Injured athletes, attempting to return to their sport, show a tremendous amount of physical and mental strength by not only battling through the pain of the recovery process but also, by facing the newfound anxiety of their sport. Last year, University of Dallas women’s soccer player Bridgette Alpar, a senior business major, suffered an ACL and meniscus tear but continued to join her team in this year’s soccer season with even more presence on the field than before.
After she took a tour of the campus as a prospective student, she realized that the Catholic presence, proximity to Dallas and the unique education that UD offers made it the only choice for her.
On her tour, Alpar commented, “The coach and players were really nice on the visit and I knew I would be able to continue soccer in a great atmosphere.”
During Alpar’s recovery, this same impression of the camaraderie between the players proved to be stronger than perceived, as they showered Alpar with flowers, cards and genuine felicity at every obstacle Alpar overcame.
Her injury occurred during a game in the spring of her sophomore year when she stretched her leg out to reach the ball and an opposing player ran through her leg. This abruption caused her knee to pop out of its socket.
Alpar recounted, “I heard a loud pop so I was really scared and couldn’t play for a week.”
While most would shy away from the sport after such a shocking injury, Alpar quickly returned to the field without fear for her usual practice. During practice she received her second injury that rendered her unable to play soccer for 11 months. The first injury had stretched her ACL so that, when she landed after a jump, it completely tore.
Alpar shared, “I had to jump and, when I landed, my knee just buckled and completely went inwards but my coach was very good at calming me down.”
As another testament to Alpar’s ability to carry on, she postponed surgery for a couple of weeks so that she could attend her planned trip to Florida with her family. After her vacation, she underwent surgery and started her recovery process with the support of UD trainers, her coach, teammates and her family. Alexandra Stinson, the head women’s soccer coach, was also happy to see the rallying support from the team.
Stinson said, “Regardless of who gets injured, it is always great to see players step up and fill an important role, and to see them support their teammate during a tough time.”
Alpar’s recovery was a three part task which slowly got her back on her feet after nine months. In the first three months, Alpar could not bear any weight on her injured leg. After playing soccer since she was three, having to spend more than a month training to just be able to bend her knee again was debilitating.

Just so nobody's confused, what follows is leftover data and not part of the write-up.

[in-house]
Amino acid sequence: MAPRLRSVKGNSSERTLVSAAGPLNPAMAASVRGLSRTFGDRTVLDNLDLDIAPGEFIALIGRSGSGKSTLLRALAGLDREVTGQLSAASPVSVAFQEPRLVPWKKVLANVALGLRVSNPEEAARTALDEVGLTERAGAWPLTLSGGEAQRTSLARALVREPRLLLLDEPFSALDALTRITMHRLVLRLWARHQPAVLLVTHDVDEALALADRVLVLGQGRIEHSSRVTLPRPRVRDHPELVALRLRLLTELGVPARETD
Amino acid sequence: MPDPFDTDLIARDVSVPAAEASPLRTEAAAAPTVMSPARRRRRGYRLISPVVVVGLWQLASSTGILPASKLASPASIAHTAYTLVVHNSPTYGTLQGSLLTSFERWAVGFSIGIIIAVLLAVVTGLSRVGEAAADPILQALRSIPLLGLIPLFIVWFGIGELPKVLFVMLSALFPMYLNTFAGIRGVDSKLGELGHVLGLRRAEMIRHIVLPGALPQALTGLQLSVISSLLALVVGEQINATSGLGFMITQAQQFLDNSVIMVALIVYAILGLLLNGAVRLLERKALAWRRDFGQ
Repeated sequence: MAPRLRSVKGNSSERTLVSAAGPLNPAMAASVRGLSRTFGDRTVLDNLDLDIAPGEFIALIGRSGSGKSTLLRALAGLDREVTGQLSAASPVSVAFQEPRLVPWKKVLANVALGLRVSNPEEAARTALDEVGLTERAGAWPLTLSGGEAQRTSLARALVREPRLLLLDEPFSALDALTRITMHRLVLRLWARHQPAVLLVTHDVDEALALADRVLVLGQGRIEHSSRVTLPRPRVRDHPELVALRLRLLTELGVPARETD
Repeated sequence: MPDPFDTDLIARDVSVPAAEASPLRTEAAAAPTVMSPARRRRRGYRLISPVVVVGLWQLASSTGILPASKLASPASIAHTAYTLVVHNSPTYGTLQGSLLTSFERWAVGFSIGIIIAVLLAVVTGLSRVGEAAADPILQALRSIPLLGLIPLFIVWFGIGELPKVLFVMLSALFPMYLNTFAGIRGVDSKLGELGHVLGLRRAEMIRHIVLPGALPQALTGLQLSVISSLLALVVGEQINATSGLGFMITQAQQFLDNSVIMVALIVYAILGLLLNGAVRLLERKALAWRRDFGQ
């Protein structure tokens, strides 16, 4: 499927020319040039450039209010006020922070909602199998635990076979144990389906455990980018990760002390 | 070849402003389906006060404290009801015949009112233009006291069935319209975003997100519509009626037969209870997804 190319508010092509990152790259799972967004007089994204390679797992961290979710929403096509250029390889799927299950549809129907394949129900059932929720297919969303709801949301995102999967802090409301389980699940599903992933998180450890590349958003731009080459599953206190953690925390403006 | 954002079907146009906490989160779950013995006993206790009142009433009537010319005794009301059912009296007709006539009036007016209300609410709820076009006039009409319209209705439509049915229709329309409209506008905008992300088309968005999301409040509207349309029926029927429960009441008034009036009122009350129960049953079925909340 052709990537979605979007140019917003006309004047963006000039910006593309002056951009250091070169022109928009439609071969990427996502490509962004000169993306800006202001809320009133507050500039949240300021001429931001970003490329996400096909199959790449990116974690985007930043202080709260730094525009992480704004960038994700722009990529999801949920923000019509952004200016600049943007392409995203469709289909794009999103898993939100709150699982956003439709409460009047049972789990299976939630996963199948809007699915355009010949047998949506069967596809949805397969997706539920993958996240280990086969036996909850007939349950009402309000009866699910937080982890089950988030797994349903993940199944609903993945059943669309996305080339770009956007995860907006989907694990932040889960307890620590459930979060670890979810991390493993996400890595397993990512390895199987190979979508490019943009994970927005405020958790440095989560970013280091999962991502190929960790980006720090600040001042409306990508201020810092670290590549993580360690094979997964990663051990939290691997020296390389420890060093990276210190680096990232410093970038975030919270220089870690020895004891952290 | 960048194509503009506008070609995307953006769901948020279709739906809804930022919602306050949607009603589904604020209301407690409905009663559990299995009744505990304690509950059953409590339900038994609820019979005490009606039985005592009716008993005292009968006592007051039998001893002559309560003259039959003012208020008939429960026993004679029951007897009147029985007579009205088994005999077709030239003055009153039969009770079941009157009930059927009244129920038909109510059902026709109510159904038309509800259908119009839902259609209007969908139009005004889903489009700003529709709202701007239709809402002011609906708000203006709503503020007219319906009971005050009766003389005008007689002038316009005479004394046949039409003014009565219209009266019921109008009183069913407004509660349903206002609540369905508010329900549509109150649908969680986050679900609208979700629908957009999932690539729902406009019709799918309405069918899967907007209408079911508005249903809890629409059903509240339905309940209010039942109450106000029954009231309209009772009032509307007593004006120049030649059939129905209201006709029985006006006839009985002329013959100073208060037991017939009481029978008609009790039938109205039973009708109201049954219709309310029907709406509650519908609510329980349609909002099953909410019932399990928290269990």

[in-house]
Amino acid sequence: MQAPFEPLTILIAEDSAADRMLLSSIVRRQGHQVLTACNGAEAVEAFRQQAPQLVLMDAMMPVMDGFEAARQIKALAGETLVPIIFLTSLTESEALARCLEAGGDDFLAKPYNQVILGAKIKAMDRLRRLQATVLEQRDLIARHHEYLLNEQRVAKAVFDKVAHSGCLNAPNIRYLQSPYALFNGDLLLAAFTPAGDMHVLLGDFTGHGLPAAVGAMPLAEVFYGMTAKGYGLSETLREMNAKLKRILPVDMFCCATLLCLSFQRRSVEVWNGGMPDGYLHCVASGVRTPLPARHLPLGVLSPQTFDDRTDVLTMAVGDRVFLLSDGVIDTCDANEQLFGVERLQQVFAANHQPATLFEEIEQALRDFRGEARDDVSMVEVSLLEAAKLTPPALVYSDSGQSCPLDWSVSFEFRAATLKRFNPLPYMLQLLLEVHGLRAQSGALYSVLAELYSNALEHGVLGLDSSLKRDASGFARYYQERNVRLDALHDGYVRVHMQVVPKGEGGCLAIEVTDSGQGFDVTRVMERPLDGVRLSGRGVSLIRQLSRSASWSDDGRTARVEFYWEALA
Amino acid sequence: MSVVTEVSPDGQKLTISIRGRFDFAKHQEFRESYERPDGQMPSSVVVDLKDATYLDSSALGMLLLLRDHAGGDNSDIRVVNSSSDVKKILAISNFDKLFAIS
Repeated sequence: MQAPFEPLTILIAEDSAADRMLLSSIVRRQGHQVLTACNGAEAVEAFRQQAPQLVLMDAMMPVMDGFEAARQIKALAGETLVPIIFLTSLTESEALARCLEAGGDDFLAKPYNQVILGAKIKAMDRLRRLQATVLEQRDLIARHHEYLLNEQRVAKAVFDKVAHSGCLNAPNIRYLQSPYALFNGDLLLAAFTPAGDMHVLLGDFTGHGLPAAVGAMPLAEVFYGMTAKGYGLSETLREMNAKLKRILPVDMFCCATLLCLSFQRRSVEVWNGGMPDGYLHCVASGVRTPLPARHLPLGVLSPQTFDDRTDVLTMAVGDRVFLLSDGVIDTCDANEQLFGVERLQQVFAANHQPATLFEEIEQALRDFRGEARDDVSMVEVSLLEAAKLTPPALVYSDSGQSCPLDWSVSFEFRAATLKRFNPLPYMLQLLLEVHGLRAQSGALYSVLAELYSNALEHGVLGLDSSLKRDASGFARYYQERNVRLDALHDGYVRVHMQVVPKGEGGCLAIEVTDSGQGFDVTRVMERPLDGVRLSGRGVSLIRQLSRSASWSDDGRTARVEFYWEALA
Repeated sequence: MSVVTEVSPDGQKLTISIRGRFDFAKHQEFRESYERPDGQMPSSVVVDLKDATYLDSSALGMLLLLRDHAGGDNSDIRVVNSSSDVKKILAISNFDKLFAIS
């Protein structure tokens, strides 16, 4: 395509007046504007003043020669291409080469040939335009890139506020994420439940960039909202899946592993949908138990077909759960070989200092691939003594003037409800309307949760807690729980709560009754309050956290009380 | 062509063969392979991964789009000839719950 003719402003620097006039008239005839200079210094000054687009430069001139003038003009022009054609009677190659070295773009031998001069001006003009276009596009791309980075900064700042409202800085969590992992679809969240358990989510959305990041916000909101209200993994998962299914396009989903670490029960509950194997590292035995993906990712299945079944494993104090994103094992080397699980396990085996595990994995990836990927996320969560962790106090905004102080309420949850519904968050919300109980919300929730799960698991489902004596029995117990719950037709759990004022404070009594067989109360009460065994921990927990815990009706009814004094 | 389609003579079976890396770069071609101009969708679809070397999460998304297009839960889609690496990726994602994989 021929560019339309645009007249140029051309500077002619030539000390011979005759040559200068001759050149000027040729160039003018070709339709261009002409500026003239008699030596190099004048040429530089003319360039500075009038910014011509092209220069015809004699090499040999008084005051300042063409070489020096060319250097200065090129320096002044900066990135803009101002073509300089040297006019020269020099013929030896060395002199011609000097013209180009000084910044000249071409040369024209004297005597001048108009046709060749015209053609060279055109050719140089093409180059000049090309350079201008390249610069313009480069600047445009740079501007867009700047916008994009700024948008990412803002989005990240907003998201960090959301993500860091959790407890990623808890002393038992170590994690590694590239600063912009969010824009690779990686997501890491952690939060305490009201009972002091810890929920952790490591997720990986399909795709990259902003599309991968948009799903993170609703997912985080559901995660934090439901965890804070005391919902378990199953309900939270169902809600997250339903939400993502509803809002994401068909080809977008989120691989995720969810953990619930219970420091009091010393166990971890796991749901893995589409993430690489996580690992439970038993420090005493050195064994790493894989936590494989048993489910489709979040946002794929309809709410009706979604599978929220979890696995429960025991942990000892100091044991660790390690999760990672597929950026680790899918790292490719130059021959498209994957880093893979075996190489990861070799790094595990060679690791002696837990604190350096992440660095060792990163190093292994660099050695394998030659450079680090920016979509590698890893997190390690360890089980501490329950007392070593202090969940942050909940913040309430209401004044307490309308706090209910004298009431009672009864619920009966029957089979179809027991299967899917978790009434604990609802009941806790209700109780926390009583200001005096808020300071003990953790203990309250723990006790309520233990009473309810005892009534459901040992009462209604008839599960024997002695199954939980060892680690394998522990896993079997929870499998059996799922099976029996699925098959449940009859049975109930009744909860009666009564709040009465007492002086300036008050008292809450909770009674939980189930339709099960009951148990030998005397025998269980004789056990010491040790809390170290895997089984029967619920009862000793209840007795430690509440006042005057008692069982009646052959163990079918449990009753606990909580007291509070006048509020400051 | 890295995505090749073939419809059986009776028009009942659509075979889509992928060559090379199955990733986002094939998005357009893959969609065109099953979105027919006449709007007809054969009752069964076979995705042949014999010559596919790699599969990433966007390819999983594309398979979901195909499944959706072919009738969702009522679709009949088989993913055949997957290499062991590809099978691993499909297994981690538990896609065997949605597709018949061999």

Nevertheless, the encouragement and reassurance from everyone helped Alpar come back to the field in her senior year, although there were still ways to go on regaining the confidence in her playing style.
On the field, Alpar said: “The spring season helped me ease back into it but going into hard tackles is really scary. I’m still scared to jump because that’s how it happened.”
Outside of the field, anxiety lingered as she shared: “When you’re walking on uneven ground your legs buckle anyways. Now every time they buckle I think I hurt myself but it’s not true.”
Gratefully, Alpar has come back in full force and is playing more competitively than before. She has been a starting player and has even attempted many shots against her opponents. When she is not on the field, she is one of the loudest supporters from the bench to her teammates.
Stinson remarks, “When a student-athlete tears their ACL, it can be both mentally and physically challenging. Despite the challenges, Bridgette persevered and was dedicated to rehabbing her knee to come back just as strong as she was before.”
To all recovering athletes, Alpar urges them to accept the injury and allow it to realize opportunities and perspectives that you would otherwise not be able to realize. She can now support others in her life and her team by knowing what it feels like to struggle with such an immobilizing injury.
She encourages, “I’m a better player now than before I hurt myself so I think realizing that it happened and you can’t change it. If you change your mentality to ‘I can get through it! I’m strong enough to get through it!’ It’ll be a lot better for your recovery.”